The Best Resources for Staying Social After Separation

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Divorce inherently causes a shake up in your family life and your relationship with your former partner, but it can create waves in your social life as well.

A recently growing area of study and social reflection includes the loss of friendship and social isolation that can occur after divorce or separation. Here at Fayr, we're committed to supporting you through your separation, your new life as a co-parenting, and to helping you be your best, happiest self for your kids. As such, we've gathered up some of our favorite resources to help you strengthen and grow your social connections wherever you are in the co-parenting life cycle. 

Here are our favorite methods, tips, + tools for strengthening your social connections after divorce:

1) In Person

  • Connect with existing friends: Yes, it is likely that a separation will strain or cause distance in certain relationships, like those originating with your former partner and those that were created in your time as a couple. But don't let that stop you from reaching out to your best buddies. Researchers have found that after divorce a person's network of friends overall increases. Divorced and separated folks often find “more closeness and intensity” within their individual group of friends.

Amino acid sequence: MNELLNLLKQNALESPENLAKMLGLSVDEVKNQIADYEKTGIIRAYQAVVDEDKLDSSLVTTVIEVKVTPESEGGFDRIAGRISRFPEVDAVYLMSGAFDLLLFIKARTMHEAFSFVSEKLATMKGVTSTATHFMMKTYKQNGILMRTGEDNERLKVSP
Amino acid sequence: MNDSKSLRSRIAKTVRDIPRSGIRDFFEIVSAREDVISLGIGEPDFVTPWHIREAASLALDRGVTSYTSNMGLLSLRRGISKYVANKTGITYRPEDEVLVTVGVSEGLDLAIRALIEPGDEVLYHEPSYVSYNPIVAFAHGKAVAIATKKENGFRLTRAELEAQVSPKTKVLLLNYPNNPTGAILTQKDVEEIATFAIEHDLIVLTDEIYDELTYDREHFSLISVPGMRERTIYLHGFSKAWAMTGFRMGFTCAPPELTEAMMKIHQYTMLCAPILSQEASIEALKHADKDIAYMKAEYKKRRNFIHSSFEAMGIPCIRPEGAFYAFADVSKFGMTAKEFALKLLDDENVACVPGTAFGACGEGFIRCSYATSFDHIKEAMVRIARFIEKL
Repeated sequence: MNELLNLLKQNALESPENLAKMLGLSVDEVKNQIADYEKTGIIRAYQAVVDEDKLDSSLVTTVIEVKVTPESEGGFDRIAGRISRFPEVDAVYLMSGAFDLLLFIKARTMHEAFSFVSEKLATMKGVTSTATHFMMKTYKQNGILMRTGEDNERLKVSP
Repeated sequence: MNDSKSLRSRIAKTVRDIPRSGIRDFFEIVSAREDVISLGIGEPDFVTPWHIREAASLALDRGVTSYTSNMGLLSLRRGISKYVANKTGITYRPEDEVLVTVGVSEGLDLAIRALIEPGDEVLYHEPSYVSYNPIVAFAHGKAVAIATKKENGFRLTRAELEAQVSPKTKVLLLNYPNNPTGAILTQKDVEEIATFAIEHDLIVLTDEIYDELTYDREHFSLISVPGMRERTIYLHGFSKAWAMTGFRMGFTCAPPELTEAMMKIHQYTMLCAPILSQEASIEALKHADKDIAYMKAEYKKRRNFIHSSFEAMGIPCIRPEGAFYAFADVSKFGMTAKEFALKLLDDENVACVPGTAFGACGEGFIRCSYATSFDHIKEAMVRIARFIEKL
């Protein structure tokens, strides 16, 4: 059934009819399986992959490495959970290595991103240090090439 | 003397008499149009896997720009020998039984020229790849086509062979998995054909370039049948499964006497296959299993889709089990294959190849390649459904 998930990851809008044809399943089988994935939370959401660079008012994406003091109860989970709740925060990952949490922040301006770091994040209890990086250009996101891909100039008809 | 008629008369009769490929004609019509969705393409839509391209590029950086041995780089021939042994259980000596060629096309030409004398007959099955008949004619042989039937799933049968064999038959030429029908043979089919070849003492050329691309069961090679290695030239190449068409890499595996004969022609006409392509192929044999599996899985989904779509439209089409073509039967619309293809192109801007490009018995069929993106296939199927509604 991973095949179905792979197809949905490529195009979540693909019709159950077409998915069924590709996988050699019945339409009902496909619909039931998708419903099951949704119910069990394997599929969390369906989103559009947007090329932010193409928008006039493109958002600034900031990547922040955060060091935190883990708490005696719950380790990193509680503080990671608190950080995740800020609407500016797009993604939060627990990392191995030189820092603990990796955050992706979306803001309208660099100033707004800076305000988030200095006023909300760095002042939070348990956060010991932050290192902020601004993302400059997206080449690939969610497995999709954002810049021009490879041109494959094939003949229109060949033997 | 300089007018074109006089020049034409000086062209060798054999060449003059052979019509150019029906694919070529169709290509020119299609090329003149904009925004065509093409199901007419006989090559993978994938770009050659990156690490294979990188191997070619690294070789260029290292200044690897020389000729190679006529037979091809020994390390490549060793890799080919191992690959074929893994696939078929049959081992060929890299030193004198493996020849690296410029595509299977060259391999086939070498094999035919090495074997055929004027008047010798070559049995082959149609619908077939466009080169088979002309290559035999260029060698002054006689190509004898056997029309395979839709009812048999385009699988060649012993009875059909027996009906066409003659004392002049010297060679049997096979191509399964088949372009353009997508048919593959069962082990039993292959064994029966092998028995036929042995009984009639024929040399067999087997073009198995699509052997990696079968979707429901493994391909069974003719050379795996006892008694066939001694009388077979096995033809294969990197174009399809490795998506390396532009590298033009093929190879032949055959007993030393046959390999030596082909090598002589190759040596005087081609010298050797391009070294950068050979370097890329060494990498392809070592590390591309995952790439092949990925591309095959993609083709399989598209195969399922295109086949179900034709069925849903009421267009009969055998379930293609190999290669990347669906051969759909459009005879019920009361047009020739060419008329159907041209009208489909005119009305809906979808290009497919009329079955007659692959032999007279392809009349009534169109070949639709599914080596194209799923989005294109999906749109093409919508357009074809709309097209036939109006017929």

• Meetups: Especially early on in divorce, it can be really helpful to meet people who are going through your same experience. Meetups are a fabulous for making in-person connections and creating community with people in your same stage and location. Of particular interest might be: Co-ParentingDivorce Support, and Divorced Parents groups. 
  • Hobbies: Want time to not talk about your separation? Connect with people in your area by joining a local gym or yoga studio, taking language lessons or cooking classes, or volunteering at an organization you love. You can do many of these activities with your kids OR you can use them to fill/embrace your non-custodial nights.

2. Online

Sometimes the people we have the most in common with don't live close to us—or even in our same state or country. This is precisely where the internet comes in handy. Social networks and websites can not only provide robust sources of content and knowledge, they can also help us give and receive support, encouragement, and connection. 

Facebook groups:



3. At the Library

The list below is for the introverts, for the times before bed, for the downtimes after work when you’d rather curl up with wine and connect via story. These books are a selection of memoirs, advice books, and spiritual tools for processing your transition and stepping fully into your new, beautiful life. 

What did we miss? Please share your favorite books, websites, and networks with us on our Facebook page!

What Your Divorcing Friends Actually Want You To Do

"I'm here for you. Let me know if there is anything I can do."

As a friend, it can be devastating to see someone dear to us go through the challenges and upheaval of separation -- particularly when kids are involved.  We want nothing more that to help that person out, to make life just a tiny bit easier for them.  

And so we offer up the generous and honest question: "Is there anything I can do?"